In court and out, the Trump administration continues its push for offshore Arctic oil development

The administration will appeal a court ruling blocking leases in most of Alaska's Arctic waters.

By Yereth Rosen - May 29, 2019
A 2012 photo taken by the crew and officers of NOAA Ship Fairweather shows a polar bear on an ice floe in Alaska’s Beaufort Sea. The Trump administration is pushing back on a court ruling that blocks some oil leasing in Alaska’s offshore Arctic waters. (NOAA)

The Trump administration has taken steps on two fronts to advance oil development in Arctic waters off Alaska.

In U.S. District Court in Anchorage on Tuesday, President Trump, Secretary of the Interior David Bernhardt and Secretary of Commerce Wilbur Ross filed notice that they are appealing the March 29 ruling that threw out Trump’s executive action reopening closed Arctic and Atlantic waters to oil leasing.

In that ruling, U.S. District Court Judge Sharon Gleason said Trump violated the law with a 2017 executive order that reversed President Obama’s actions withdrawing most U.S. Arctic waters and portions of the Atlantic Ocean from the federal offshore oil and gas leasing program. Presidents have the right under the Outer Continental Shelf Lands Act to withdraw areas from leasing, but adding areas to the leasing program requires Congressional action, Gleason said in her ruling.

The ruling erected a new hurdle to a planned 2019 Beaufort Sea lease sale and threw the Trump administration’s entire five-year leasing plan into question.

Alaska Gov. Mike Dunleavy was among the oil-industry supporters who objected to the ruling.

“Alaska’s potential offshore oil and gas deposits, if given the opportunity to be safely and responsibly developed, can create jobs, revenue and economic opportunity for decades. One president should not have the power to lock up Alaska’s resources in perpetuity,” he said in a statement released April 1, the day Gleason’s ruling was entered into judgment.

Also Tuesday, the administration released its proposed permit allowing Hilcorp Energy Co.’s Alaska unit to disturb whales and seals during the construction and operation of the company’s planned offshore Liberty field in the Beaufort Sea. The proposed incidental-take authorization is from the National Oceanic and Atmospheric Administration’s National Marine Fisheries Service. It is proposed to go into effect in 2020 and be valid for five years. It was scheduled to be published Tuesday in the Federal Register.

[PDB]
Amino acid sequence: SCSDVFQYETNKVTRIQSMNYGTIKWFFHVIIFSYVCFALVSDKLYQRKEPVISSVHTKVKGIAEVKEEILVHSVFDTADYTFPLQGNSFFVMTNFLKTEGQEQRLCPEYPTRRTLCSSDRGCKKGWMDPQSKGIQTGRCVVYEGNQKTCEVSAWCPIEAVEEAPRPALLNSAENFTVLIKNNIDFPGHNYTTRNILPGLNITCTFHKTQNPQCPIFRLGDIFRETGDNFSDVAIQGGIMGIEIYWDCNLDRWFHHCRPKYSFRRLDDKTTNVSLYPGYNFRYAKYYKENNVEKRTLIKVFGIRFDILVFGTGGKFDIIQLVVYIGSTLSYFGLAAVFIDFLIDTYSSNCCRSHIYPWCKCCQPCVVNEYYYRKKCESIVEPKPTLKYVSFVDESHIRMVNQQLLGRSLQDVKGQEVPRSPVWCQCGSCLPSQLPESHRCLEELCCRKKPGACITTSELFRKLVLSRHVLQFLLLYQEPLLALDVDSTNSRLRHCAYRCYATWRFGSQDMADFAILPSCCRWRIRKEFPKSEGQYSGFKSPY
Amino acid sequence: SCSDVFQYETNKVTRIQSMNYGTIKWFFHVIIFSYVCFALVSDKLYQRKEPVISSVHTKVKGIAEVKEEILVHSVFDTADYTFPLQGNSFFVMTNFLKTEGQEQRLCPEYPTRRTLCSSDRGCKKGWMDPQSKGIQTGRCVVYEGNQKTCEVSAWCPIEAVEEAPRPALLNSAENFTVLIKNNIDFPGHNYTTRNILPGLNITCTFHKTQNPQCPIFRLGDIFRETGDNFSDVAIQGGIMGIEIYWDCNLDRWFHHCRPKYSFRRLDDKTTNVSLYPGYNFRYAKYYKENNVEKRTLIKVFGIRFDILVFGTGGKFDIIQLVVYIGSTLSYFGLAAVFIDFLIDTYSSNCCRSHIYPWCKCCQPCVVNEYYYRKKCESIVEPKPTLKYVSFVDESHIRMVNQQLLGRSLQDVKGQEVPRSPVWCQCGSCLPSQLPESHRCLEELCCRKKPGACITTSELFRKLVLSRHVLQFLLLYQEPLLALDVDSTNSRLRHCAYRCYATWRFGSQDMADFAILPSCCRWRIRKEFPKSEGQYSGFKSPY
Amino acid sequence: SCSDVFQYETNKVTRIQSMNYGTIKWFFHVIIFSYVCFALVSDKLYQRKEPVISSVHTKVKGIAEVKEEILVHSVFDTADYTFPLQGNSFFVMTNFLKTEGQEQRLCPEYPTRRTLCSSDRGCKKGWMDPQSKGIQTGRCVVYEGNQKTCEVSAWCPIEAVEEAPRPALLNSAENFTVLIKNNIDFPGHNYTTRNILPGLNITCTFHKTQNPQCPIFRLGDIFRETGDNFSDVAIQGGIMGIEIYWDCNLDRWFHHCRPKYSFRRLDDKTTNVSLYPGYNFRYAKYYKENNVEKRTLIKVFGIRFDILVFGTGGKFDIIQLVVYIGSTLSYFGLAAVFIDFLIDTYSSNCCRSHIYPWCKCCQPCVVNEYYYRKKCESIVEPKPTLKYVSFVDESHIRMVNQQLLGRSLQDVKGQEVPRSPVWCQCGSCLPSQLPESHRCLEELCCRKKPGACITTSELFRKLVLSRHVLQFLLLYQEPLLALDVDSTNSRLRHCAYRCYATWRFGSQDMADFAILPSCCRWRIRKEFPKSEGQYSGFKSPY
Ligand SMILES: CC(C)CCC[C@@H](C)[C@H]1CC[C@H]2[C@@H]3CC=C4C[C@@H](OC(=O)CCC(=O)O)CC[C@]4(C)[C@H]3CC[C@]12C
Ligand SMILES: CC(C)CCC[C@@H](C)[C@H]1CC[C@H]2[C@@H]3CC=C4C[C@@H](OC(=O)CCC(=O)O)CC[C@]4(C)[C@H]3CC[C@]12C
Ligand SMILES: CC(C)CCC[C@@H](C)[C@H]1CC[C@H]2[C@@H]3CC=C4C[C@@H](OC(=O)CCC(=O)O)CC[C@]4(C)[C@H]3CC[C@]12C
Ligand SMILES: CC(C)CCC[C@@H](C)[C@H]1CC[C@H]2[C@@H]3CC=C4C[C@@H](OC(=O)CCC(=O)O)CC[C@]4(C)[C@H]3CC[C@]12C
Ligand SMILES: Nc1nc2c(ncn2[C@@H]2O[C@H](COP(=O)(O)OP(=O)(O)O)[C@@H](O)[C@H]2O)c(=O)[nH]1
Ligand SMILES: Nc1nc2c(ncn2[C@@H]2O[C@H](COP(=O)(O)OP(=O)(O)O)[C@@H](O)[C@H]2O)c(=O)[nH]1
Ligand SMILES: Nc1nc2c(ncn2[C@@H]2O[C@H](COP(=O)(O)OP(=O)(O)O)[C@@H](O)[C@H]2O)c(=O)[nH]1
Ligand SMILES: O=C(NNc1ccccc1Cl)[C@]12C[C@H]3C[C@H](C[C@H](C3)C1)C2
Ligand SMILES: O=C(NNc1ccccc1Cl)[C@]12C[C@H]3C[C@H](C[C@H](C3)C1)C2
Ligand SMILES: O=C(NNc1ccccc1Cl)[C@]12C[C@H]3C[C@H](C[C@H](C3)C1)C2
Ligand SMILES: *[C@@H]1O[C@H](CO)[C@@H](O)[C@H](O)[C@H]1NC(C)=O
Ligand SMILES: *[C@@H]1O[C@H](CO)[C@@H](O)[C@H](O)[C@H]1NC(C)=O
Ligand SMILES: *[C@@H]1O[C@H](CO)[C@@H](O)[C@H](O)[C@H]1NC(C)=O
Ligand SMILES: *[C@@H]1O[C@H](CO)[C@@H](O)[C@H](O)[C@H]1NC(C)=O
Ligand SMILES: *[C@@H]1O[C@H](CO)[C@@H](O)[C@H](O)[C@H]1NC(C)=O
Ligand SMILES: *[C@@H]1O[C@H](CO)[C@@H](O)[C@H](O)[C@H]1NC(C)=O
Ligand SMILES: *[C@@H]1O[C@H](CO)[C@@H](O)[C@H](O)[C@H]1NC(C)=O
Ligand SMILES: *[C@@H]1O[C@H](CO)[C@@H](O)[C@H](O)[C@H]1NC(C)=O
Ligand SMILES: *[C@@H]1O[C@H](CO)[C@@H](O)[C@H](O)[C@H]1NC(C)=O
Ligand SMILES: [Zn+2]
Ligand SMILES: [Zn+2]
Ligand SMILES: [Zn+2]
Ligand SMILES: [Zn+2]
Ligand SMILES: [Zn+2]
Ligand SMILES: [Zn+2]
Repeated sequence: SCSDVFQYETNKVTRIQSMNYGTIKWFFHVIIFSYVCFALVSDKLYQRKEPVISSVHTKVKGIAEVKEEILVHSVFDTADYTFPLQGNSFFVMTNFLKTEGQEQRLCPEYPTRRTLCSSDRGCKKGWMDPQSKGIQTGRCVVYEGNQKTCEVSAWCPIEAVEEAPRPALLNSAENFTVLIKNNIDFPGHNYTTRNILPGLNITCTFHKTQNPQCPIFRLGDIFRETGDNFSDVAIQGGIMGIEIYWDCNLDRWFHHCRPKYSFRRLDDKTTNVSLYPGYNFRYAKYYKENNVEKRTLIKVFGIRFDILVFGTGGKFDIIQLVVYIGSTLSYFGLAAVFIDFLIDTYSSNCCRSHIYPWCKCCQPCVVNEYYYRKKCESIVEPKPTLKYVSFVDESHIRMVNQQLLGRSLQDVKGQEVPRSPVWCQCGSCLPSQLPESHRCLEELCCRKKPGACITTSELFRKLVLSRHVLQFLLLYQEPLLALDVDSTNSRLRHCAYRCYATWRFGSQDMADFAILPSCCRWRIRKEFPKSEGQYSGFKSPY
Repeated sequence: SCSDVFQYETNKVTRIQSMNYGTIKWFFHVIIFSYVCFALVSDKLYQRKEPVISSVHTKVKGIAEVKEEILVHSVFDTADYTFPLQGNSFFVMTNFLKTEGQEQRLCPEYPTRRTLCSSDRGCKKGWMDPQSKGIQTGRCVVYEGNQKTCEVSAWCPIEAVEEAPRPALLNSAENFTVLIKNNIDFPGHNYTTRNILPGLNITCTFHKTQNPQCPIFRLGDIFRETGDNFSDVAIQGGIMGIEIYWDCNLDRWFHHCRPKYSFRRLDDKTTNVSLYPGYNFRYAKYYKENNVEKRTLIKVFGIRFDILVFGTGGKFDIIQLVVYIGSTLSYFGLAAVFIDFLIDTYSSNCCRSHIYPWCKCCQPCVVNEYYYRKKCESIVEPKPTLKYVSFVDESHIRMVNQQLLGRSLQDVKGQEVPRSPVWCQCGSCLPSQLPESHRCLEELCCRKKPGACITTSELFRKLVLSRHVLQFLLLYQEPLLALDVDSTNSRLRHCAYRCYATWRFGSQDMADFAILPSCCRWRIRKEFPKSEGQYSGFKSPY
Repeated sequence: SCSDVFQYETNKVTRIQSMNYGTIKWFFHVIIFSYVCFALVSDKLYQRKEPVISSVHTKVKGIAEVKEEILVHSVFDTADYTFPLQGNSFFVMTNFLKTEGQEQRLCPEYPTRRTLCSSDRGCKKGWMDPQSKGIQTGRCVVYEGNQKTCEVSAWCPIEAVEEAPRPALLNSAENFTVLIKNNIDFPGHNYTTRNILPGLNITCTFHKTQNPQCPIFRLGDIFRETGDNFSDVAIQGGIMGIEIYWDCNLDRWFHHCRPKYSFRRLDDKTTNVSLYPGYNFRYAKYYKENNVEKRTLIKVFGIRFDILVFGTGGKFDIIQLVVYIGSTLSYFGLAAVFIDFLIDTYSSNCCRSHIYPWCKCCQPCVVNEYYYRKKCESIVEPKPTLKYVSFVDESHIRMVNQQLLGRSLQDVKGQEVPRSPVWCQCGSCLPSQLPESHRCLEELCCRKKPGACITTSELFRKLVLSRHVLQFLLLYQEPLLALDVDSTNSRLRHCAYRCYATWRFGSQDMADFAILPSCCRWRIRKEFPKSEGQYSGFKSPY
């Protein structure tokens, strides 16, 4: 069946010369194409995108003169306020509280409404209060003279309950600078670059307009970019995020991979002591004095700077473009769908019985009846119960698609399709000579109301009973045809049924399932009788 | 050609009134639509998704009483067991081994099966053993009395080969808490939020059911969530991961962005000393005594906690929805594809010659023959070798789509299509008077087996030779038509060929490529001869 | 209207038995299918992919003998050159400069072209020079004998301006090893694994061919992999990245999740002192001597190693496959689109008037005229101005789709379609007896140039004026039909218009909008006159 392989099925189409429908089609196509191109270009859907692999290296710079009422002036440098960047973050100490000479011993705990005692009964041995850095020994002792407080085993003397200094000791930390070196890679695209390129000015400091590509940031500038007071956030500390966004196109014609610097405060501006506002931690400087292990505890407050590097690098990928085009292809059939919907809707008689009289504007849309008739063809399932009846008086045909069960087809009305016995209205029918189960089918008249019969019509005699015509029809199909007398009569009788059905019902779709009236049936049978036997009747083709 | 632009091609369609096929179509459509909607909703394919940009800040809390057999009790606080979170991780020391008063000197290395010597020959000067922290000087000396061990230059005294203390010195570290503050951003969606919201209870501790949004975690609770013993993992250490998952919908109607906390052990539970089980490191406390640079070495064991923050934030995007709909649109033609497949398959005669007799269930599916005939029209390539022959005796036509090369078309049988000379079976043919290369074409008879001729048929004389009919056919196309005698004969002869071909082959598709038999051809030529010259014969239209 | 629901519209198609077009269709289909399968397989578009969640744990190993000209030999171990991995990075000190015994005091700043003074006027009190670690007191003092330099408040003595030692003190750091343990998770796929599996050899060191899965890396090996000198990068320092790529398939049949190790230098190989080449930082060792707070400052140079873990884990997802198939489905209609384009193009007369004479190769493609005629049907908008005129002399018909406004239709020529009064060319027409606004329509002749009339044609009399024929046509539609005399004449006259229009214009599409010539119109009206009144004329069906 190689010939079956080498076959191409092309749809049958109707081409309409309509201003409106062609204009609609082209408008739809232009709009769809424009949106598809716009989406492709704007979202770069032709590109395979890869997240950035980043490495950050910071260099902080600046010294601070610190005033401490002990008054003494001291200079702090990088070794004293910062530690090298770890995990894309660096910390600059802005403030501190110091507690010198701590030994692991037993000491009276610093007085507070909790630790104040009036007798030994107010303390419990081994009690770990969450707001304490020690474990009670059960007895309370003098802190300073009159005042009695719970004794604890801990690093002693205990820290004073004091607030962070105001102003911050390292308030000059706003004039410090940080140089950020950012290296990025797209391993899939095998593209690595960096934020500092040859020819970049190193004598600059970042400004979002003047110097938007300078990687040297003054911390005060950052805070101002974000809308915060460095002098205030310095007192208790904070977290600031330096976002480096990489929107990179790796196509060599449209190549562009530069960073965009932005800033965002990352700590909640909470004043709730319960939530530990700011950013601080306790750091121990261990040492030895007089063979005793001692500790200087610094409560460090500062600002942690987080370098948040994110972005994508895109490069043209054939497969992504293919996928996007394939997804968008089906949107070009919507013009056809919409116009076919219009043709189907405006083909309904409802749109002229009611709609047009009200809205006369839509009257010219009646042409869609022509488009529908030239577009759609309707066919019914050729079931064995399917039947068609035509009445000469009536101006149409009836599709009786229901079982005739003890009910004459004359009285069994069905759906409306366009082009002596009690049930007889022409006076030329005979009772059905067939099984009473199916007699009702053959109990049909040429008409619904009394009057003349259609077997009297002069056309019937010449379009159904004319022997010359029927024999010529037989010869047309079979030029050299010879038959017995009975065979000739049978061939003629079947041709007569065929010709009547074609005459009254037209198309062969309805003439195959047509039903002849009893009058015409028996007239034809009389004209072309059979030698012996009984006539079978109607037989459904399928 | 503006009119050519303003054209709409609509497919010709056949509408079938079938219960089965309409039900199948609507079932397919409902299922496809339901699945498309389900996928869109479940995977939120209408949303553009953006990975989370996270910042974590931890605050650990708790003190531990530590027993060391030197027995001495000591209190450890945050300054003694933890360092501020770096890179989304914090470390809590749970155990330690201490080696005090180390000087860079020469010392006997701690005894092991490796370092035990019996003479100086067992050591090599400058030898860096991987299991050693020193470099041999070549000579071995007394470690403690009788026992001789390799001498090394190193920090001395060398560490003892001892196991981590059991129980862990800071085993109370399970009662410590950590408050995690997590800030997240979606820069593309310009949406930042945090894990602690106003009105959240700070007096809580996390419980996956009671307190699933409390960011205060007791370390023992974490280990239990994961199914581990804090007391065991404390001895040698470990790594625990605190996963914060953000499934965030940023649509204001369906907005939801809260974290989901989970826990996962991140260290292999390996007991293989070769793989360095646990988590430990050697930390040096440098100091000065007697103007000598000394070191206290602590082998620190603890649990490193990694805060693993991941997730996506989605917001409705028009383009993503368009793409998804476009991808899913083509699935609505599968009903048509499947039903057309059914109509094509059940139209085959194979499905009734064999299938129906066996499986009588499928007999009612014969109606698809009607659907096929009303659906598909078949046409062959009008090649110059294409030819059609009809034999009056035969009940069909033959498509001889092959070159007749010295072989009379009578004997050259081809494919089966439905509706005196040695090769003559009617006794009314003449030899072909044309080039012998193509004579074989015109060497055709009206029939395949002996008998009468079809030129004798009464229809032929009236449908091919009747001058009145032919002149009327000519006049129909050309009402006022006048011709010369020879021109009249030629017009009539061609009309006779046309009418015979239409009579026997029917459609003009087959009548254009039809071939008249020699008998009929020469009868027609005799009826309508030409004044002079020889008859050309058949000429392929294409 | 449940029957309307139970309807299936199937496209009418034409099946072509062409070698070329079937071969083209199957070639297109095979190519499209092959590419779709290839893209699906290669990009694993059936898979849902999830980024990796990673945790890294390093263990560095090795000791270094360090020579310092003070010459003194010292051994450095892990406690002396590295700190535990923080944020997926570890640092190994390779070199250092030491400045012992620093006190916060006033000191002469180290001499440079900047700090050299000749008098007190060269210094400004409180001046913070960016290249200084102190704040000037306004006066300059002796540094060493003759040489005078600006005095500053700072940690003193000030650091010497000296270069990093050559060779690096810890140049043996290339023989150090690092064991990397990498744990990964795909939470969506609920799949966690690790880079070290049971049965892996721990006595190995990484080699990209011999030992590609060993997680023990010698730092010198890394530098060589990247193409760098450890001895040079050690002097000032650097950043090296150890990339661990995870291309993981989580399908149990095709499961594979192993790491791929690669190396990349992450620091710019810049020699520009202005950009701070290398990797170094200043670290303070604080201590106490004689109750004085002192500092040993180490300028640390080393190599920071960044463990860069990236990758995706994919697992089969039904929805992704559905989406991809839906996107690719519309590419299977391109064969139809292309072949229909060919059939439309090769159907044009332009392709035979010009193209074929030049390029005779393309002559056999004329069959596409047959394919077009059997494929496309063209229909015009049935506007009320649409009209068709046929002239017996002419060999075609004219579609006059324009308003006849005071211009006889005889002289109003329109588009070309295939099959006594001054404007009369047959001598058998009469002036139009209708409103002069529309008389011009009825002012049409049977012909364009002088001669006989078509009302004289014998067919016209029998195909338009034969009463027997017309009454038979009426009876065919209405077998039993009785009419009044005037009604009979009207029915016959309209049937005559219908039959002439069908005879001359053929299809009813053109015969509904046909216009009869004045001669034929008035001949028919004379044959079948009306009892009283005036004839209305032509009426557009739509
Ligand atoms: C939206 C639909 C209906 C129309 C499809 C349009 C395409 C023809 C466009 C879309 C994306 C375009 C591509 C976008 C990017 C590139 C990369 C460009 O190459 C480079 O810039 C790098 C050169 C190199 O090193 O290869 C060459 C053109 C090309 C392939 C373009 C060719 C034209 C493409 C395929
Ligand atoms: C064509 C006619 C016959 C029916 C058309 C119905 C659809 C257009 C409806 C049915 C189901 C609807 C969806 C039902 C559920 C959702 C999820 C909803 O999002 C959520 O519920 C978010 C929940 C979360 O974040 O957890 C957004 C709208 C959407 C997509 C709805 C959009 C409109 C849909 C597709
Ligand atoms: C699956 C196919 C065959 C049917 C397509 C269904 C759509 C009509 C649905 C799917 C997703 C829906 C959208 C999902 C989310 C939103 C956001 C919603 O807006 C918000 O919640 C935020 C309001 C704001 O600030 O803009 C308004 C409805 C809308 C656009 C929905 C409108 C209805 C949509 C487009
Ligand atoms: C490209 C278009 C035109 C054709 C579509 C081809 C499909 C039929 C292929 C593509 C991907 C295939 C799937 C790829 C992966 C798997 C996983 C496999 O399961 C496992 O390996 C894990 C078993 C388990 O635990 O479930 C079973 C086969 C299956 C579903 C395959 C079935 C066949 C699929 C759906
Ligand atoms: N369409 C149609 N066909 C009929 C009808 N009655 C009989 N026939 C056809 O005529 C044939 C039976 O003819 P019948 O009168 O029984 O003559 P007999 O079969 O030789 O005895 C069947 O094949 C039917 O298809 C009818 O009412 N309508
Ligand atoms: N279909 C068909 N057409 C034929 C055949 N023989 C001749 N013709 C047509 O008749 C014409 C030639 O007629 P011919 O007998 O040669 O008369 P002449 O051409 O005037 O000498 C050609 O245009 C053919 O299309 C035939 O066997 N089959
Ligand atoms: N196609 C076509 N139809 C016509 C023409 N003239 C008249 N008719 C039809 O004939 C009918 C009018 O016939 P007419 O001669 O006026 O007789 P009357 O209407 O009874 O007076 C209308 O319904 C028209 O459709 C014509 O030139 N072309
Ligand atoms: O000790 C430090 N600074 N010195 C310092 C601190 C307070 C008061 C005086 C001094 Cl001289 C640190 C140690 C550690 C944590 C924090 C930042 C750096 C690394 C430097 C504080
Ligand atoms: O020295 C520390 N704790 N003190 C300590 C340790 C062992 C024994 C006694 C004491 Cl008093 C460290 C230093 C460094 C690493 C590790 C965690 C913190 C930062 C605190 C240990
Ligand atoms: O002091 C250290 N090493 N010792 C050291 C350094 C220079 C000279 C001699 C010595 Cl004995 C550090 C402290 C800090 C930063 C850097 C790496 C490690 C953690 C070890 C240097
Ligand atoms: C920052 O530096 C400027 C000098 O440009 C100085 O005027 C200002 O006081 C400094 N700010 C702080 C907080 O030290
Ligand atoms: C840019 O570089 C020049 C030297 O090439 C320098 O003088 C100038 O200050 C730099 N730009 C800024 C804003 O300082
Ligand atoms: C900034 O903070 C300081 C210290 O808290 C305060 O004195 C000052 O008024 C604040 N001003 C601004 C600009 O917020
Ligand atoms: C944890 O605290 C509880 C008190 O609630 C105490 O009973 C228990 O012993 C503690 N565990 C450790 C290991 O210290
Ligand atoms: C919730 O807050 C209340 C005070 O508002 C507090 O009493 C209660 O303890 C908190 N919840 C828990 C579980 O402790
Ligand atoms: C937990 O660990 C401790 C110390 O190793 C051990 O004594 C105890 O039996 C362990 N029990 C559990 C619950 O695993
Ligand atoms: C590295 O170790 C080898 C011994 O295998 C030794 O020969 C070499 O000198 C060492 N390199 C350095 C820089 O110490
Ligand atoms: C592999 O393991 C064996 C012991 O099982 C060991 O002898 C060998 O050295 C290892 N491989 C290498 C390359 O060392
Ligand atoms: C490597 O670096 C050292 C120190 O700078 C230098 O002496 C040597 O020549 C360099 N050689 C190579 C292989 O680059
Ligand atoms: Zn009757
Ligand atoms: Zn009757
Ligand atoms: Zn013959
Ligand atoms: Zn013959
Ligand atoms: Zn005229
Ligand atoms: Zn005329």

Liberty is a field about 20 miles east of Prudhoe Bay and about five miles offshore. If developed, it would be the first producing oil field located entirely in federal waters off Alaska. Hilcorp’s development plan, approved in October by the U.S. Bureau of Ocean Energy Management, calls for an artificial island to be constructed to hold Liberty’s drill sites.

The NMFS-managed marine mammals most likely to be affected by Liberty’s construction and operations would be bowhead, gray and beluga whales and ringed, spotted and bearded seals, according to the document. Hilcorp’s activities, to include pile driving, ice-road construction , industrial travel and drilling, have the potential to harass marine mammals, and even cause permanent hearing damage, the document said. “There is also potential for ice seals, specifically ringed seals, to be killed in the event a lair is crushed during ice road construction and maintenance in undisturbed areas after March 1, annually,” the document said. However, the risks from Liberty development are relatively low, the NMFS analysis said.

One environmental activist disagreed with that assessment.

“Endangered Arctic seals and whales would get hammered for five years by Hilcorp’s offshore drilling construction project. We need to protect the Beaufort Sea, not industrialize and pollute it,” Miyoko Sakashita, ocean program director with the Center for Biological Diversity, said in a statement.

Hilcorp needs other permits to proceed with Liberty construction, including an authorization from the U.S. Fish and Wildlife Service to disturb polar bears.